interests in Indonesia and the Philippines, and in East Africa in the
twentieth century with A. sisalana. Methods of culture, fiber harvest,
and selection of varying forms have been developed in different regions,
according to the regional environments and available working resources.
Additional observations are given in the section dealing with fiber, pp.
16-20, and under individual species in the taxonomy part of this work.
In the "Relacion de Zapotitlan," from 1579, there may also be an early reference that mezcal wine was already being produced:
"There is in this province a tree named mexcatl which the Spaniards named maguey. They produced with it wine, vinegar, syrup, rope, fabric, timber, needles, nails, and a very proven balsam for injuries."
In 1536, in his work, The History of the Indians of the New Spain, the Franciscan friar, Toribio de Benavente (Motolinia), wrote about the drink 'mexcalli.'
Initially, the Conquest generated a surge in business for Spanish wine makers, shipping considerable amounts to the New World. But Spanish explorer and conqueror, Hernando Cortez, changed that. As governor of New Spain (1521-1527), Cortez ordered grape vines from Spain and had them planted (1,000 vines per 100 families) on the colony's farms. He also allowed wines to be made from wild grapes before the new vines could bear fruit.
New Galicia, where today's Jalisco would be born, was the western frontier of the Spanish Empire in the New World, a barren, wild place crisscrossed with jagged mountains, canyons and crags. In 1604, Bernardo de Balbuena called the area of New Galicia, "the frontier human exchange and trade" and said it was "useless and barren of all human life, at the mercy of the natural elements and the domain of the grasses and frightening solitude."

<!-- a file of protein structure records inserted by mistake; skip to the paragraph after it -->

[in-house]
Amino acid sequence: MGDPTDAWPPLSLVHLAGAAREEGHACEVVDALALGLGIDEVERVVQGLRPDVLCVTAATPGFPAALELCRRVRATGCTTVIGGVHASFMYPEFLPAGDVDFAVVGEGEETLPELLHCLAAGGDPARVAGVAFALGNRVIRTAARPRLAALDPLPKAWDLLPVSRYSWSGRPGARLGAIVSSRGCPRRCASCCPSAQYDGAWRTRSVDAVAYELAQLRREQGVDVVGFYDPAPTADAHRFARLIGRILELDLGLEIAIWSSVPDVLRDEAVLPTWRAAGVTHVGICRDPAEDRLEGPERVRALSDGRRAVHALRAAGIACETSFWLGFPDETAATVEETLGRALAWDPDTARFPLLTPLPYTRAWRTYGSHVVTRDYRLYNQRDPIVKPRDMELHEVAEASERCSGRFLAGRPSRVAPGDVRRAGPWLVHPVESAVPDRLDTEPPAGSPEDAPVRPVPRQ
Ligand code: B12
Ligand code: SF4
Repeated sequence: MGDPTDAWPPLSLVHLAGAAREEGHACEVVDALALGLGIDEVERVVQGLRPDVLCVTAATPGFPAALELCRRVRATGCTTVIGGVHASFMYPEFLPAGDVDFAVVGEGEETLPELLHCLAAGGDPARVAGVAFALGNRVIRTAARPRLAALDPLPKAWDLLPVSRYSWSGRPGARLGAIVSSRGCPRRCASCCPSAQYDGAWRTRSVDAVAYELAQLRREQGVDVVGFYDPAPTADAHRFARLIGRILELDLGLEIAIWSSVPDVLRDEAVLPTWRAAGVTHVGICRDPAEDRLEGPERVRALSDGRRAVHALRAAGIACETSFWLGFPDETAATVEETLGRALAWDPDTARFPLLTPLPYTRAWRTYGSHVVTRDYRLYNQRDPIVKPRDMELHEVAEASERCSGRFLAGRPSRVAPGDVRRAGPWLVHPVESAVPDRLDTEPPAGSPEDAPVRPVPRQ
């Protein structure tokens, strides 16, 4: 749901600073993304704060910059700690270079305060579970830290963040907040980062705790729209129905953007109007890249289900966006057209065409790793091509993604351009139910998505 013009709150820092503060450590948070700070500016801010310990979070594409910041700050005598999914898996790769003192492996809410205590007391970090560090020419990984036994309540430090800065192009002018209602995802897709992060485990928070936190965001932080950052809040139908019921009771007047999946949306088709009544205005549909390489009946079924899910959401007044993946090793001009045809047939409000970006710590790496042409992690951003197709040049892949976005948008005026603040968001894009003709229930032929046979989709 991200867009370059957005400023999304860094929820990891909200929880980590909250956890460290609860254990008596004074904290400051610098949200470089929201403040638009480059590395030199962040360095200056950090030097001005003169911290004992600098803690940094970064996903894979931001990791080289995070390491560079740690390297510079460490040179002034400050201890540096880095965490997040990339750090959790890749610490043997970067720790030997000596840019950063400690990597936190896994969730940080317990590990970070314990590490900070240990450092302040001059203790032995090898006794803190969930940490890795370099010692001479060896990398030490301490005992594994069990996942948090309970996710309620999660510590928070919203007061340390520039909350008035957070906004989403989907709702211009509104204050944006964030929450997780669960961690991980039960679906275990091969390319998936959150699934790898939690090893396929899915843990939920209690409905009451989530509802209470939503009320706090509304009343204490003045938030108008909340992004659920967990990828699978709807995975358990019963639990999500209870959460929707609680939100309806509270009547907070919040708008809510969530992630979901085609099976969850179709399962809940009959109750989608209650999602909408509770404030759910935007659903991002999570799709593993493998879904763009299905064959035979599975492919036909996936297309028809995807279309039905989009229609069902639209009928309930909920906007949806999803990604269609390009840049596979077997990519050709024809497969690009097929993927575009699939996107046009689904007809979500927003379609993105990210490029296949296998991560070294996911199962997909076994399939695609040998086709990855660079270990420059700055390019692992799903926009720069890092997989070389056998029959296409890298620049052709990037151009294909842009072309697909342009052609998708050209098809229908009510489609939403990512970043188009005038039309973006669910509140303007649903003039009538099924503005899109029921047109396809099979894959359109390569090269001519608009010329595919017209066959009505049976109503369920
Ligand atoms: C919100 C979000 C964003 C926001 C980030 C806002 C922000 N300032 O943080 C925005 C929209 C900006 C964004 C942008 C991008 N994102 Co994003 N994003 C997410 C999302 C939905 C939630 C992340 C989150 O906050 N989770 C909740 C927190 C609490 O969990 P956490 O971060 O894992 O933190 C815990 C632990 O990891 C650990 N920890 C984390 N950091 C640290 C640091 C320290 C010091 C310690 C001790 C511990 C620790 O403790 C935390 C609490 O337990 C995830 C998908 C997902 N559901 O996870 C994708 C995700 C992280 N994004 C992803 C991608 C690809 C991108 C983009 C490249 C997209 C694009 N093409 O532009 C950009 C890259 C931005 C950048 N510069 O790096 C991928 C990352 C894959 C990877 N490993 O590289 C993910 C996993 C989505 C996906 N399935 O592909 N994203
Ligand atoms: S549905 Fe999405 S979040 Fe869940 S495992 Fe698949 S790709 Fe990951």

By the end of the 16th century, the wine trade with Spain trade had declined; Mexico was self-sufficient in wines and didn't need to buy any from Spain. Eager to maintain the market for Spanish products in the New World, and reap the taxes on wine exports, in 1595 Phillip II banned the planting of new vineyards in Mexico and other Spanish colonies, but was evidently not concerned about agaves. The church was exempt from the ban, so wine production shifted from secular to religious producers.
Don Pedro Sanches de Tagle, Marquis of Altamira and Caballero de la Orden of Calatrava, is known today as the 'father of tequila.' He established the very first tequila factory in his Hacienda Cuisillos, in 1600, cultivating the local agave for distillation. He arrived in Jalisco that year, and local tax records show the production of mezcal wines began very soon after his arrival.
Obviously the Marquis' commercial efforts were a success because in 1608, the governor of New Galicia, Juan de Villela, imposed the first taxes on mezcal wine.
As it says on Tequilas Don Rafael, the exact location of the first distillery is still in dispute:
Where was mezcal wine or tequila first distilled? Some say it was in Amatitán, some that it was in Arenal. Unfortunately there are no documented sources for either version. What is known for a fact is that a wealthy landowner from the region of Tequila, don Pedro Sánchez de Tagle, marquis of Altamira, was the first to compile the different traditional techniques to plan an industry with a better production process. He was also the first to plant agave exclusively to make mezcal wine. There was enough water for such an industry in Tequila, but not in Amatitán.